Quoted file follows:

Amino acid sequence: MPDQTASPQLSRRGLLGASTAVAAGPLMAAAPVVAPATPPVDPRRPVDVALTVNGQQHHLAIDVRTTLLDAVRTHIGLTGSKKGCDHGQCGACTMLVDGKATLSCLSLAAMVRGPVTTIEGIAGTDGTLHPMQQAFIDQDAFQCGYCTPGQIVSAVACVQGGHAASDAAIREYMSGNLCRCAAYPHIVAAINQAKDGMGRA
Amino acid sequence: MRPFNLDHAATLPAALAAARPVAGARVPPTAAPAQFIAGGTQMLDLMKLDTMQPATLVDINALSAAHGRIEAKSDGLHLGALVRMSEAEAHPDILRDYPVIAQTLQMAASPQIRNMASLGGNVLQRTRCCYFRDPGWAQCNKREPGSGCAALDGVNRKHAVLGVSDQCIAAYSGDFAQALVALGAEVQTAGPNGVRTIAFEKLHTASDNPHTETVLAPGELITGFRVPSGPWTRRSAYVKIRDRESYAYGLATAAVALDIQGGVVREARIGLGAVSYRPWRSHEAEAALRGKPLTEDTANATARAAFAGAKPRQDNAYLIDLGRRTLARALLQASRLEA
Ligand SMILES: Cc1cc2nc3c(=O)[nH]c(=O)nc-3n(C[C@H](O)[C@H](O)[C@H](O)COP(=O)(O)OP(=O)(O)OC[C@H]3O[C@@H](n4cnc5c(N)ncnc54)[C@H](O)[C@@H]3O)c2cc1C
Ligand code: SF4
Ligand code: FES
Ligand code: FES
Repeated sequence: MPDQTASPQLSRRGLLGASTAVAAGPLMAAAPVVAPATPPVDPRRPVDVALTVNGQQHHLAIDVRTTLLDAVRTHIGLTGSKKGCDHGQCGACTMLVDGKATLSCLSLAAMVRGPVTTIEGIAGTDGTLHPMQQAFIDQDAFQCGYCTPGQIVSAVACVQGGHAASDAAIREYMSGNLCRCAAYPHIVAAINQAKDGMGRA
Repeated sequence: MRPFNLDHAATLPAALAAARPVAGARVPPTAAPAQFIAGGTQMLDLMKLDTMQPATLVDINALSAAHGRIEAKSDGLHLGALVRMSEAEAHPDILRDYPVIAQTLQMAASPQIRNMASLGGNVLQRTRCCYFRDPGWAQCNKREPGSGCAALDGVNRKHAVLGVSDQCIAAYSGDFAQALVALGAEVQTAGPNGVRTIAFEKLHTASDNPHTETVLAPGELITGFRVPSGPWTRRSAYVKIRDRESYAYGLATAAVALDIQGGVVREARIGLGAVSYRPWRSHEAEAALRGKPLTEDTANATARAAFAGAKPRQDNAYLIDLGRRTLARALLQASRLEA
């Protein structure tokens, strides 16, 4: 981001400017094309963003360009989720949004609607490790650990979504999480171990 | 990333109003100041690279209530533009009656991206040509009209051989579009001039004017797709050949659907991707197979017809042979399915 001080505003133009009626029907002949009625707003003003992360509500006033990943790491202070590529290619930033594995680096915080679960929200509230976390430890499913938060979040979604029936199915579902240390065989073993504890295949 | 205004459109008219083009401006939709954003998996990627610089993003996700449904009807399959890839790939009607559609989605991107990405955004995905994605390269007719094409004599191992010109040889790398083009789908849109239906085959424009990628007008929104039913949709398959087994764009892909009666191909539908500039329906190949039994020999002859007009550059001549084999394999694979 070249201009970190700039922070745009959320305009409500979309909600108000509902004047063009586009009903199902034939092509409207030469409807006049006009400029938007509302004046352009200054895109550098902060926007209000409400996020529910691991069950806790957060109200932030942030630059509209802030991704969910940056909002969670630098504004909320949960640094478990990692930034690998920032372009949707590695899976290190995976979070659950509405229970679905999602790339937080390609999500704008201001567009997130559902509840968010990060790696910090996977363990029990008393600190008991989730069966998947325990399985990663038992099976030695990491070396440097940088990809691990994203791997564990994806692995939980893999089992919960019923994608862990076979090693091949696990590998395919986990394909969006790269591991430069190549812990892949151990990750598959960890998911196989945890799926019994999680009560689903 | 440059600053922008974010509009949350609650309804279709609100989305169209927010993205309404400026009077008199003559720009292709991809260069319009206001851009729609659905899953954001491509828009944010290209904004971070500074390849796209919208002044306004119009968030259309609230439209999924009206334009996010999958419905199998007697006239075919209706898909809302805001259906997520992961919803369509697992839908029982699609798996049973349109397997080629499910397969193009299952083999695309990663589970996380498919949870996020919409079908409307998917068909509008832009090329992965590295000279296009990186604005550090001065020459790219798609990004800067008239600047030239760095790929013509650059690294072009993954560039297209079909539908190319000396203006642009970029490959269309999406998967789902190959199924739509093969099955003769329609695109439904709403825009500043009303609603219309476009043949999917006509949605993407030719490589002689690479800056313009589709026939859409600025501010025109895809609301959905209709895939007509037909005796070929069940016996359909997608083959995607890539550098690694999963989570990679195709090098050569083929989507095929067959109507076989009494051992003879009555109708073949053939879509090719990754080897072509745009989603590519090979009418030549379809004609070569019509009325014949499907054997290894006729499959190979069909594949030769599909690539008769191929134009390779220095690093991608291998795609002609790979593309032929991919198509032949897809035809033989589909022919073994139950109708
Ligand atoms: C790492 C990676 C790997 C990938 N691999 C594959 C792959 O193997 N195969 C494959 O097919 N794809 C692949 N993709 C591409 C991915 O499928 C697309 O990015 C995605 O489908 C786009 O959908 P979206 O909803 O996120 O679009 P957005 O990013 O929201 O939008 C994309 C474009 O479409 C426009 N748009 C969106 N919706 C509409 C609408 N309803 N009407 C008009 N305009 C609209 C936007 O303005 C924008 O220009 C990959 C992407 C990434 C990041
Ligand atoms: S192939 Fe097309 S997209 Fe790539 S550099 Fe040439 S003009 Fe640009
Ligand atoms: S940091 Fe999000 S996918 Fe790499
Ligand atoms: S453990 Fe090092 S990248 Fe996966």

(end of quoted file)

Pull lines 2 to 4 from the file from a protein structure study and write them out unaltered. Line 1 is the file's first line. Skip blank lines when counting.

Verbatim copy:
Amino acid sequence: MRPFNLDHAATLPAALAAARPVAGARVPPTAAPAQFIAGGTQMLDLMKLDTMQPATLVDINALSAAHGRIEAKSDGLHLGALVRMSEAEAHPDILRDYPVIAQTLQMAASPQIRNMASLGGNVLQRTRCCYFRDPGWAQCNKREPGSGCAALDGVNRKHAVLGVSDQCIAAYSGDFAQALVALGAEVQTAGPNGVRTIAFEKLHTASDNPHTETVLAPGELITGFRVPSGPWTRRSAYVKIRDRESYAYGLATAAVALDIQGGVVREARIGLGAVSYRPWRSHEAEAALRGKPLTEDTANATARAAFAGAKPRQDNAYLIDLGRRTLARALLQASRLEA
Ligand SMILES: Cc1cc2nc3c(=O)[nH]c(=O)nc-3n(C[C@H](O)[C@H](O)[C@H](O)COP(=O)(O)OP(=O)(O)OC[C@H]3O[C@@H](n4cnc5c(N)ncnc54)[C@H](O)[C@@H]3O)c2cc1C
Ligand code: SF4